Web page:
These days, antibacterial products are everywhere. Soaps, tissues, sponges, cutting boards, and even countertops and toilet seats are laced with germ killers and touted as key to keeping your family and home healthy.
But are they necessary? Regular soap and water removes microorganisms from the skin and other surfaces, after which they're either washed down the drain or wiped onto a towel. Antibacterials, on the other hand, actually kill bacteria. This is a good thing if you're in a hospital or around people who could easily become ill. But scientists fear that widespread use of antibacterials actually contributes to new strains of superbugs, or antibiotic-resistant bacteria, such as community-acquired MRSA.The Centers for Disease Control and Prevention also reports that antibacterials may disrupt the development of children's immune systems, leading to increased risk of allergies.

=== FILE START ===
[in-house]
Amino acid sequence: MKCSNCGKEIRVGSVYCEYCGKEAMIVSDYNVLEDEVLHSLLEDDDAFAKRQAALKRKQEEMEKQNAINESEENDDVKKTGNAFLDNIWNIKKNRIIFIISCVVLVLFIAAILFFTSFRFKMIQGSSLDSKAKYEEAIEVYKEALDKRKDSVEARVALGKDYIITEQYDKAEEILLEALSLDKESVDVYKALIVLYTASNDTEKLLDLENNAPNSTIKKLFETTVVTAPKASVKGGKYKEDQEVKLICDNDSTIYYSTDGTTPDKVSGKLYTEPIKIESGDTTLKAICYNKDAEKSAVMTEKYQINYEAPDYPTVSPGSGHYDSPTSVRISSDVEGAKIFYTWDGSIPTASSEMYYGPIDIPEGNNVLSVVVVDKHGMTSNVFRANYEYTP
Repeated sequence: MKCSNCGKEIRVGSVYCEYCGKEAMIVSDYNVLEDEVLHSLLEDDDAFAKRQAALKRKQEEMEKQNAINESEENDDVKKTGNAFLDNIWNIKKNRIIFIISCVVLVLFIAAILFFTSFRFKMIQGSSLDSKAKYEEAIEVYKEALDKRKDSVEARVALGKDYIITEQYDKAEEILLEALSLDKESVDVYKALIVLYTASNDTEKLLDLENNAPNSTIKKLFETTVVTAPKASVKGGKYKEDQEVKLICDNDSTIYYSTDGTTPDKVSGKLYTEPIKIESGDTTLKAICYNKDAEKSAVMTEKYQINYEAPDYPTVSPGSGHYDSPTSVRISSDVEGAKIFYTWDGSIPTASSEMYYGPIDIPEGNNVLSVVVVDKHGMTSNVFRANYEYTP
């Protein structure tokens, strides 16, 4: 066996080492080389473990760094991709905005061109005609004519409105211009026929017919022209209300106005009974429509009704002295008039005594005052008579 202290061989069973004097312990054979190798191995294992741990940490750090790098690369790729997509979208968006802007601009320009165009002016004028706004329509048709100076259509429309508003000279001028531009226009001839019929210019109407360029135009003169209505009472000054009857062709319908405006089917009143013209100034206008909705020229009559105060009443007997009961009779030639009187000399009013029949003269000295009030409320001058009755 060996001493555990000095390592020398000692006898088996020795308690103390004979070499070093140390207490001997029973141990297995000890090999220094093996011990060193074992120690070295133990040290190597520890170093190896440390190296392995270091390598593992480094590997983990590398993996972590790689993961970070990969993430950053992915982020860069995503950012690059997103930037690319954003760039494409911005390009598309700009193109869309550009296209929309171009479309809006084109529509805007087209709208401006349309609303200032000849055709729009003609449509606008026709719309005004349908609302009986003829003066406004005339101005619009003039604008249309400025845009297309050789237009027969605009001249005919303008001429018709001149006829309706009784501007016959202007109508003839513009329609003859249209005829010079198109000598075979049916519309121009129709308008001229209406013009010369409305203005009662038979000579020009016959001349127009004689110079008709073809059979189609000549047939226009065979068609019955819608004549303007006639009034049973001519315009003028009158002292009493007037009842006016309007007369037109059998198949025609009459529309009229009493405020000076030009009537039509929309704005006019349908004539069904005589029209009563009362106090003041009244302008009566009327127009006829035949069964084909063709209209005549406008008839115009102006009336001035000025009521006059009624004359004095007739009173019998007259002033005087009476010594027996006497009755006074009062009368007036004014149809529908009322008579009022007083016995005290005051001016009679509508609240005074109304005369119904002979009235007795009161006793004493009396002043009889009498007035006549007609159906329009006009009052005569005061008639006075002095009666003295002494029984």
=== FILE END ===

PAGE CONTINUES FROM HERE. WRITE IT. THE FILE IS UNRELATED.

Don't spend money on antibacterial cutting boards, countertops, and other surfaces. Instead, wash surfaces with plain soap and hot water. Avoid personal items -- such as socks, athletic wear, and cosmetics -- containing antibacterials.
Forgo antibacterial hand cleaners and sanitizers, which are no better than soap and water at getting rid of bacteria or viruses (such as colds and flu). Don't buy antibacterial facial tissues.
When there's no sink in sight but you've just got to clean off your hands (such as after sneezing, shopping for groceries, or riding a bus or train), opt for an alcohol-based hand sanitizer, which won't help produce the superbugs.